USA: Virtual Mission Training System Enables NFOs’ Seamless Transition

Virtual Mission Training System Enables NFOs' Seamless Transition

When Vice Adm. David Buss, the U.S. Navy’s “Air Boss,” spoke at the Chief of Naval Air Training change of command ceremony in September, he talked about the importance of “transferability of training” from the training environment to the fleet.


“The skills we provide our student Naval Aviators and NFOs (Naval Flight Officers) should be directly applicable to those skills they’ll need in the fleet,” Buss said. “It doesn’t help to train someone to be successful in the training environment only to have the equipment, systems and processes they’ve learned be completely different from those used in the fleet.”

One new way the Naval Air Training Command is accomplishing this is the Virtual Mission Training System (VMTS) recently implemented at Training Air Wing 6 aboard Naval Air Station Pensacola.

The mission of Training Air Wing 6 is to produce the highest quality NFOs and international military flight officers in the world through a well-rounded curriculum of academics, simulator training and flight time. Training Squadron (VT) 86 is one of three squadrons in the wing, and they provide the advanced level of training for student NFOs to develop the skills they will need in the fleet.

Those skills include navigation, operating radar systems and communications. In the past, in order to teach these skills, the wing would require additional aircraft to serve as “red,” or enemy aircraft. This advanced training required the additional expenditure of fuel, required maintenance and a corresponding reduction in the aircraft service life. In some cases, the training was simply not feasible to execute in the training command, so the students waited until they flew in the more expensive F/A-18 platform to learn the skills.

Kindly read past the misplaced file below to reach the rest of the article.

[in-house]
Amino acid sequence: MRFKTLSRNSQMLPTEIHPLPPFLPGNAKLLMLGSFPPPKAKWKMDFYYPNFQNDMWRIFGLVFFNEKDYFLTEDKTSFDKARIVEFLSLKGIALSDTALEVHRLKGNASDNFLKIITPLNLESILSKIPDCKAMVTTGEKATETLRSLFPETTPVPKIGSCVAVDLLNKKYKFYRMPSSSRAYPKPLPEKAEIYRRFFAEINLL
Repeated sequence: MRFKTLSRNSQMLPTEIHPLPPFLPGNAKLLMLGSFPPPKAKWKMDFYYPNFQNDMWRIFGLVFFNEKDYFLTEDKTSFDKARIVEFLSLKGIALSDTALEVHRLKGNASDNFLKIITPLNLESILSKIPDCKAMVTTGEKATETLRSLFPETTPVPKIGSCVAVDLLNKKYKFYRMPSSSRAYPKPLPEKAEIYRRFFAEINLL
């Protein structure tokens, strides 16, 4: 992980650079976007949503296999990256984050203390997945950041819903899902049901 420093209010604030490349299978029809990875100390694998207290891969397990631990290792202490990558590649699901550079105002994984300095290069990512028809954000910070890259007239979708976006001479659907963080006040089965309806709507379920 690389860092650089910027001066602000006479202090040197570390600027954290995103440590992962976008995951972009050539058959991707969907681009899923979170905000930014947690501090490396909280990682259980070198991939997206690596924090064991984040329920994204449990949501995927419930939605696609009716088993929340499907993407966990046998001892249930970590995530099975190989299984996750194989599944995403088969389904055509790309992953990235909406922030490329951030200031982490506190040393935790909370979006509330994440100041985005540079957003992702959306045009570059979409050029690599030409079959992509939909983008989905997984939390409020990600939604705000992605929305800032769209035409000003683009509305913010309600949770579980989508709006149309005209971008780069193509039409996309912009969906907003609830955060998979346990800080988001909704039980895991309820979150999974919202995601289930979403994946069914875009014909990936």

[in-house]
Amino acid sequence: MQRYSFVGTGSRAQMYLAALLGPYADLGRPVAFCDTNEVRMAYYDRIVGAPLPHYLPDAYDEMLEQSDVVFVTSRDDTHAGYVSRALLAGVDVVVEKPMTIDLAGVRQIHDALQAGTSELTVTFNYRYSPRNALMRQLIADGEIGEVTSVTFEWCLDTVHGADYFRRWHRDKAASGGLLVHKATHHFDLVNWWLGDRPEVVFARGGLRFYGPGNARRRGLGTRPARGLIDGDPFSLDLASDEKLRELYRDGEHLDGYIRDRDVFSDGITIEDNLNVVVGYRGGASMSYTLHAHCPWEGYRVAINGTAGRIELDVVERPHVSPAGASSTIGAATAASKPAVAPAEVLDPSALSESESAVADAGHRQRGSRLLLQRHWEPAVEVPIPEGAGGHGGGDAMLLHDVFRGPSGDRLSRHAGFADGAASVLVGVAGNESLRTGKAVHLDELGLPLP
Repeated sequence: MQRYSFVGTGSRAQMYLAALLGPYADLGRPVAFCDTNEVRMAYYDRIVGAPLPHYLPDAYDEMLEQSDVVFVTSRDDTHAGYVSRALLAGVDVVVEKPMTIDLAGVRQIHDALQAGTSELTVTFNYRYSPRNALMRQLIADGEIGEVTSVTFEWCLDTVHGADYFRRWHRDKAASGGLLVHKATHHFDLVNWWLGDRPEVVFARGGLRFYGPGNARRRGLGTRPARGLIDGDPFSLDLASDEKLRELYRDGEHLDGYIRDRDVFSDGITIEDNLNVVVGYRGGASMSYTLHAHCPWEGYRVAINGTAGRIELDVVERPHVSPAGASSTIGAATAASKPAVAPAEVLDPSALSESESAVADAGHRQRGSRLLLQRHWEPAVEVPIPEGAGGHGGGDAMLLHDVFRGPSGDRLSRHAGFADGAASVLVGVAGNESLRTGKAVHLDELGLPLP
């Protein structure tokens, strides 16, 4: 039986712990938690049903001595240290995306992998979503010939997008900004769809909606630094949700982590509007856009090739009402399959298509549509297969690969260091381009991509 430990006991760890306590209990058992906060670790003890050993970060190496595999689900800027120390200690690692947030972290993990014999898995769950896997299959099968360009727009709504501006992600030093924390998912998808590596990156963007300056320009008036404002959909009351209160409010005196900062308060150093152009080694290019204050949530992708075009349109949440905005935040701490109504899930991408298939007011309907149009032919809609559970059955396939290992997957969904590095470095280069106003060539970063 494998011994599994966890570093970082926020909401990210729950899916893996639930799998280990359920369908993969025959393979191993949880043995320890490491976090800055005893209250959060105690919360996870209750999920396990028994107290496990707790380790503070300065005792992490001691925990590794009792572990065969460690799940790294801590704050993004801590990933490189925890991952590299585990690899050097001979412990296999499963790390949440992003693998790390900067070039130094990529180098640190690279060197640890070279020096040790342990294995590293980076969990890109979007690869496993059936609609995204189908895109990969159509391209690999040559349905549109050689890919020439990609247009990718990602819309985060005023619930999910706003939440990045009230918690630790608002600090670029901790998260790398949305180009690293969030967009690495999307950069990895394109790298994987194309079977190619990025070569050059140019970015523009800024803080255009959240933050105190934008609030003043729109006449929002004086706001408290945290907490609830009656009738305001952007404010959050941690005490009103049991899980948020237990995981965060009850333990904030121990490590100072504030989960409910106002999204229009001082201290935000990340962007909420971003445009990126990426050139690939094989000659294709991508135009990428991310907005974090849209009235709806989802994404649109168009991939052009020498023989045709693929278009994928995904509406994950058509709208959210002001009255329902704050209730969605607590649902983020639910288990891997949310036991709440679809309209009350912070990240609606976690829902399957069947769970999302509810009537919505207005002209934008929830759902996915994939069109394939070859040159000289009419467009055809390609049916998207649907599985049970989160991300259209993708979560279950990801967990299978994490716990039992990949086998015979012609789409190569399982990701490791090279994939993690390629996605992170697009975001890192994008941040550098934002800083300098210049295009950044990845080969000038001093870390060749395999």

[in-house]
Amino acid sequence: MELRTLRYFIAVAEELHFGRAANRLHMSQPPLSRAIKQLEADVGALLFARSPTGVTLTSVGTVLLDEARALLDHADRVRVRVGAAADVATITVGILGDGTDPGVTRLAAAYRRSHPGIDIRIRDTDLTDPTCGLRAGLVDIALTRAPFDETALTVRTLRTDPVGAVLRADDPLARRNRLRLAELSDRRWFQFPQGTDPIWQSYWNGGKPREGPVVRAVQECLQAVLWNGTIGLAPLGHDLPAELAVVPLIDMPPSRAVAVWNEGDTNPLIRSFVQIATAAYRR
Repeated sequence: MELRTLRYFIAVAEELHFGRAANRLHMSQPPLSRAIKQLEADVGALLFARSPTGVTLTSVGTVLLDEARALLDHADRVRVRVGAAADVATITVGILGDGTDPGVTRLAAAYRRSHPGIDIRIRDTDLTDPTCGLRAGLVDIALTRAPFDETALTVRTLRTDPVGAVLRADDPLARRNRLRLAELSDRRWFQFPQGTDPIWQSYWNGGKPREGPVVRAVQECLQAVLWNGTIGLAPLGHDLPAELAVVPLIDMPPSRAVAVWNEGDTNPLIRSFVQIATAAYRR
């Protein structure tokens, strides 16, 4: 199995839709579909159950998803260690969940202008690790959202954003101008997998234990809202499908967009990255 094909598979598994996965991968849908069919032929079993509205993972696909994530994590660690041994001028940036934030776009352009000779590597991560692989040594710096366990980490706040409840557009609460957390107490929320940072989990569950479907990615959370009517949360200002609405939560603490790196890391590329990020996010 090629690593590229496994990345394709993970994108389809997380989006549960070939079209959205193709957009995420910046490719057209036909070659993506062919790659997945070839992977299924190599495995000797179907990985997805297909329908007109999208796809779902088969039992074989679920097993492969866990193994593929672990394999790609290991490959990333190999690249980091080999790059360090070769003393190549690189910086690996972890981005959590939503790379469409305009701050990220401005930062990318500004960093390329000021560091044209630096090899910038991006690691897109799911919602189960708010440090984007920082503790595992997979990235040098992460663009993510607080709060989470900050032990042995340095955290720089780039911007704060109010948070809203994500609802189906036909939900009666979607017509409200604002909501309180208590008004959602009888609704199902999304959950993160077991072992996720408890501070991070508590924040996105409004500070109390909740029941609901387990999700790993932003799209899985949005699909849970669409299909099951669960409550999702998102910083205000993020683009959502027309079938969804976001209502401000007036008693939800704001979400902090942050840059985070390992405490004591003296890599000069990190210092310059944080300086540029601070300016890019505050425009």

But all this is changing with VMTS. The system is embedded in the T-45 aircraft and contains a processor and a data link. The processor works with the aircraft navigation system to provide a virtual radar presentation that corresponds to where the aircraft is actually flying. Through the data link, an instructor NFO at an Instructor Ground Station is able to monitor the student’s performance in the aircraft real-time and can control the scenario, inserting surface-to-air and air-to-air threats into the virtual situation.

The surface-to-air threats and enemy aircraft a student experiences via the radar display are virtual only, but the heavy communication environment, weather and G-loading they feel are completely real.

The VMTS syllabus is a significant update as well. It has been modeled on the Fleet Replacement Squadron (FRS) syllabi to develop the exact skill sets required by 21st century NFOs. The students train on radar systems similar to those they will operate in the fleet – in fact the radar hand controller is based on the one used in the F/A-18F Super Hornet.

After the students land, VMTS continues to improve the training through its detailed debriefing system. The system records the radar display as well as all of the flight performance characteristics, radio, and integrated communication systems. It then synchronizes between multiple aircraft and provides playback that allows for a detailed review of radar work, flight geometry, communications, and other fleet-relevant skills. The instructors now have the ability to gather the significant learning points from each flight, improving the quality of training by showing the students what they did well and what they need to improve.

The Navy’s aircraft are improving and adding more capabilities, but they require better-trained aircrews to make full use of these capabilities. The VMTS system and syllabus is a revolutionary advancement in training that will ensure NFOs have the skills to operate these aircraft and prepare them for the challenges they will face in the 21st century.

Press Release, May 1, 2014; Image: US Navy

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